Lightning Conductor Engineers make sure that buildings and other structures are safe if they’re struck by lightning.
The Role
  • Installing lightning conductors
  • Earthing military equipment (including aircraft)
  • Protecting historic buildings
  • Working with electricians to protect computers and other electronic equipment
  • Carrying out repairs, maintenance and renovation work on industrial chimneys, power station cooling towers, church spires, castles, high-rise buildings and bridges
  • Assembling ladders and scaffolding, mobile work platforms called cradles, traditional harnesses (bosun’s seats) and industrial ropes for abseiling
  • Dismantling all the equipment and returning it to the ground once the work has been completed
  • Lightning Conductor Engineers usually work outdoors and in all weathers
  • The work can be physically challenging and often means working evenings and weekends.
  • Newly trained Lightning Conductor Engineers can earn in the region of £17,000 - £20,000
  • Trained with experience Lightning Conductor Engineers can earn in the region of £20,000 - £30,000
  • Senior/Master Craft Lightning Conductor Engineers can earn in the region of £30,000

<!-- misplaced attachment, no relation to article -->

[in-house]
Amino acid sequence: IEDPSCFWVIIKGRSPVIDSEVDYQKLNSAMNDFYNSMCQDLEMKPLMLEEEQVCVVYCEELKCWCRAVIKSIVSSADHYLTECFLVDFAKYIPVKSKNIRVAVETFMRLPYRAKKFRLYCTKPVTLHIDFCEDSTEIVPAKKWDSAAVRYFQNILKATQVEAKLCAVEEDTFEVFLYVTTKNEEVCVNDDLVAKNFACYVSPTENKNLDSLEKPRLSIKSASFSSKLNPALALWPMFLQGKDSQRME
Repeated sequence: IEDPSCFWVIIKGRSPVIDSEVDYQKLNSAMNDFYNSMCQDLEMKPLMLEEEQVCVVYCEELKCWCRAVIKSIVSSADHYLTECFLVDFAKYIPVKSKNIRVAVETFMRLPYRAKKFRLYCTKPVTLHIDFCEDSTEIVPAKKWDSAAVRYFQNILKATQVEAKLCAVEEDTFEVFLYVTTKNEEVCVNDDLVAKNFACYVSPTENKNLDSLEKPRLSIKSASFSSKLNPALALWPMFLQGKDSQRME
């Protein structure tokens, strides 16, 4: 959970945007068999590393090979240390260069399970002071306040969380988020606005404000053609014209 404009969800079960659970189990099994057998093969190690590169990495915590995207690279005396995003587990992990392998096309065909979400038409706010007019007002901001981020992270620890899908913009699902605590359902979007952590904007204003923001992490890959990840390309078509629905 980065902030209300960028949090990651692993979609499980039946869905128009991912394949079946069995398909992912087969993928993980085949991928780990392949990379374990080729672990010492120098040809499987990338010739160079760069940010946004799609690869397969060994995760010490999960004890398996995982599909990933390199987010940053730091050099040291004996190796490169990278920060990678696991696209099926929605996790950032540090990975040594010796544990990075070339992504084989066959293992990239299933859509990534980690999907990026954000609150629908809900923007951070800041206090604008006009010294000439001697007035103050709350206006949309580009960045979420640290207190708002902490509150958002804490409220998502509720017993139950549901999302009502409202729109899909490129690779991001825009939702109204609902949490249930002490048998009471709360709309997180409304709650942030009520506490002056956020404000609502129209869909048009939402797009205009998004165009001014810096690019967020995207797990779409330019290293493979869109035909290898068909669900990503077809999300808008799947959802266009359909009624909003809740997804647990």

• Self-employed Lightning Conductor Engineers set their own pay rates
Salaries depend on location, employer and any overtime you may do.
Qualifications & Training
You don’t need any specific qualifications for starting this career but employers often prefer you to have GCSE grades 9-4 (A* - C) or equivalent, such as a BTEC or the Welsh Baccalaureate in subjects such as Maths, English, Science or Design and Technology. A good head for maths helps with understanding how electricity works. It may also help if you have some experience of working in general construction as a labourer, scaffolder or tradesperson. You might also need a driving licence. A good start to your career is applying for an apprenticeship so you can earn as you learn. That means an employer supports you while you train. You work towards an NVQ Level 2 in Lightning Conductor Engineering. This includes installing lightning conductors, taking site measurements, doing evaluations and installing earthing systems to buildings. You also learn about rope access, mobile towers, first aid, fire fighting, the safe use of ladders and manual handling.